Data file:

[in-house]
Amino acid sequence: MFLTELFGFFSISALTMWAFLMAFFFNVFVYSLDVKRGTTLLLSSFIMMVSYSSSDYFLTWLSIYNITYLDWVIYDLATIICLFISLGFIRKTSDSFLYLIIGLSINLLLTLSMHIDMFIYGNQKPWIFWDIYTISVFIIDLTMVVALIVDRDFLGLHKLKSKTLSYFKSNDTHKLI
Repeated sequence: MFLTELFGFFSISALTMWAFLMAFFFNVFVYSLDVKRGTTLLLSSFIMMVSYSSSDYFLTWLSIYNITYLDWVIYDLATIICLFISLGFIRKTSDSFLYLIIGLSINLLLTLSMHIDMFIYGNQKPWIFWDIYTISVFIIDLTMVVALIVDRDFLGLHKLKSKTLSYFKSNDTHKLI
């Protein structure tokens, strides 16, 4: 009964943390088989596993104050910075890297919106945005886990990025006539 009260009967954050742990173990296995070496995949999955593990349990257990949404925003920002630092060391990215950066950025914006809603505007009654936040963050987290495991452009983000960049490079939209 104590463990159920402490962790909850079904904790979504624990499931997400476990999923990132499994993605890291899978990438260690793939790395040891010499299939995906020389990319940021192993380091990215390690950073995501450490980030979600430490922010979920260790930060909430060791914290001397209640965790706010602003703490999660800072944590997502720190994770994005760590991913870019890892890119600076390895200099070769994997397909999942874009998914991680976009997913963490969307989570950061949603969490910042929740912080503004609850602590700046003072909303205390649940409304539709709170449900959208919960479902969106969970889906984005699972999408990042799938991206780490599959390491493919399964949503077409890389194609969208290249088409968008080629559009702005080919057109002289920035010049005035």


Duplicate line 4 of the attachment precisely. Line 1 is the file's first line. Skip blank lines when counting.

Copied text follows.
């Protein structure tokens, strides 16, 4: 009964943390088989596993104050910075890297919106945005886990990025006539 009260009967954050742990173990296995070496995949999955593990349990257990949404925003920002630092060391990215950066950025914006809603505007009654936040963050987290495991452009983000960049490079939209 104590463990159920402490962790909850079904904790979504624990499931997400476990999923990132499994993605890291899978990438260690793939790395040891010499299939995906020389990319940021192993380091990215390690950073995501450490980030979600430490922010979920260790930060909430060791914290001397209640965790706010602003703490999660800072944590997502720190994770994005760590991913870019890892890119600076390895200099070769994997397909999942874009998914991680976009997913963490969307989570950061949603969490910042929740912080503004609850602590700046003072909303205390649940409304539709709170449900959208919960479902969106969970889906984005699972999408990042799938991206780490599959390491493919399964949503077409890389194609969208290249088409968008080629559009702005080919057109002289920035010049005035």